Along with security apparatus failure, there is an issue of radical Salafism. Although Libya generally is known as mysteriously religious country, the radicals, regarded as opponents of democratization, cause concern. Concerns are also fueled by the turmoil in neighboring countries. Other than that, some reports indicate that illicit arms trafficking, along with narcotics trade in Syria and the Horn of Africa had reached an alarming scale. In this respect, UN Support Mission in Libya has advised the authorities on border security and endorsed the “Warriors Affairs Commission”.
Unification or dissolution dilemma for Libya
60 members of the Constitutional Drafting Committee were elected in February 2013, to represent their respective regions and draft a constitution to address, among others, the issues of federal and local self-governance. International community is likely to set the guidelines on constitutional issues, similar to Iraq, Somali and Afghanistan. As one may recall, UN had set up a special working group to coordinate the efforts of the international partners and attempted the constitutional issues to be inclusive of the general public.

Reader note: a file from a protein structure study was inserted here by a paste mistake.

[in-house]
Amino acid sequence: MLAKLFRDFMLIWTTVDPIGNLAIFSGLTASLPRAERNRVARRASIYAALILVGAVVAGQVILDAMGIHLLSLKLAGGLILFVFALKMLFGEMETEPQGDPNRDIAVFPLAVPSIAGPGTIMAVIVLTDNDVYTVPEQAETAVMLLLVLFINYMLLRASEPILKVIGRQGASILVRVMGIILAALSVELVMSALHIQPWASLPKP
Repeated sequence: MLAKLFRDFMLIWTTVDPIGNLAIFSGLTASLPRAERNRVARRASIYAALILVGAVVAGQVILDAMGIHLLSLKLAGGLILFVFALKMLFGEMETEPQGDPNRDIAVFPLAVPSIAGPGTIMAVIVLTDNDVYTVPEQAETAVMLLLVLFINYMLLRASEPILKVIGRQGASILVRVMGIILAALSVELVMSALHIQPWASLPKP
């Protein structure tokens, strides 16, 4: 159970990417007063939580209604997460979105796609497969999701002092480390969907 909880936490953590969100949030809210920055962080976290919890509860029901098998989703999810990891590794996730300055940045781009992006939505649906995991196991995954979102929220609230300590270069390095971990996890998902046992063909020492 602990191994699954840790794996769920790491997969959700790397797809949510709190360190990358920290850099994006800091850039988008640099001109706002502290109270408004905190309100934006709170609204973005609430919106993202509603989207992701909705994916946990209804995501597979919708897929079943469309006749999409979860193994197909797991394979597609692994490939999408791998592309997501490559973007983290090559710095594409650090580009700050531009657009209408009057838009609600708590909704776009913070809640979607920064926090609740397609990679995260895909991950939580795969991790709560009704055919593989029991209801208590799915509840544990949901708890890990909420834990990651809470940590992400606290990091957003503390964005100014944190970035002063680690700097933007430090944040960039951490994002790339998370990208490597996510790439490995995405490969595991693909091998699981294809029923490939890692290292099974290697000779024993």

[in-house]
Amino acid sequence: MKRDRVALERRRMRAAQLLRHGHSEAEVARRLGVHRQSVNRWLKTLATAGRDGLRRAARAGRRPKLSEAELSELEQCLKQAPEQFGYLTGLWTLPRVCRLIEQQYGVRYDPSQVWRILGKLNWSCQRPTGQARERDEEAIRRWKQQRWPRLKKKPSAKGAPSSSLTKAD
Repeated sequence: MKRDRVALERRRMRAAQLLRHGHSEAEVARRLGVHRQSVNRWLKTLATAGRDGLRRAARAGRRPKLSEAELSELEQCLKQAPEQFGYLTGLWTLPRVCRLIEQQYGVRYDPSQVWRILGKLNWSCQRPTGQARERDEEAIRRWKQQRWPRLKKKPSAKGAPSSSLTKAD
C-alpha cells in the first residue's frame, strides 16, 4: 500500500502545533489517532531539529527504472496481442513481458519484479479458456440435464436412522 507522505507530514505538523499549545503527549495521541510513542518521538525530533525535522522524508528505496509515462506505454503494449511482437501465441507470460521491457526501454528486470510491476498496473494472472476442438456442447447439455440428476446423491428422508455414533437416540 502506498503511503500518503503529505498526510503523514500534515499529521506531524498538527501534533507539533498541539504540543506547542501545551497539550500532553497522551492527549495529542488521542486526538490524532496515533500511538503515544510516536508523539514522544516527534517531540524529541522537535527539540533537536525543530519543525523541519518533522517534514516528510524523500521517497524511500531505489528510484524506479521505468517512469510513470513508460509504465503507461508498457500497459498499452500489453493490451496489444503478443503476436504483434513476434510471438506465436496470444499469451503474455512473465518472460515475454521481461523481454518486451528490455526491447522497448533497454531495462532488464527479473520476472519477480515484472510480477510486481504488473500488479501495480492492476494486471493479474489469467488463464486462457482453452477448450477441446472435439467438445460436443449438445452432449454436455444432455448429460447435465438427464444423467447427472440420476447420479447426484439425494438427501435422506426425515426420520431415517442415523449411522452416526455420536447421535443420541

As the new constitution came to the agenda, Cyrenaica’s Transitional Council had declared oil-rich Eastern Libya an autonomous federal region, citing central government’s inability to meet the needs of the people. In addition, some tribes of the Southern Libya declared autonomy in Southern Fezzan region, evoking memories of Bevin-Sforza Plan, agreed upon between Britain and France in May 1949 that envisaged granting trusteeships to Britain in Cyrenaica, Italy in Tripolitania and France in Fezzan. Administration adopted after Libya gained its independence was abolished in the 1955-57, pressured by the American oil companies that struggled to negotiate simultaneously with three separate governments.
Although the public is yet to embrace the idea of federalism, security concerns and political crisis may provoke the people’s acceptance. The greatest danger for Libya is launching of discussions on the constitution whilst being deprived of common and rigid security institutions. Moreover, in light of the political and administrative exclusion legislature and imminent void in the bureaucratic apparatus, authorities would be compelled to negotiate key matters with international institutions and parties concerned. Logic of the state institutions may change, impacted by the international treaties and organizations. Political confrontation accompanied by the lack of border sovereignty in the Southern Libya and impotency of official security bodies may provoke an utterly undesirable process in Libya, for democracy-seekers and citizens alike. Iraqi experience demonstrates that, albeit unofficial, de facto, a possibility of dissolution is viable. In that event, Islamism-secularism standoff in Libya will become pronounced.
Expert with the International Strategic Research Organization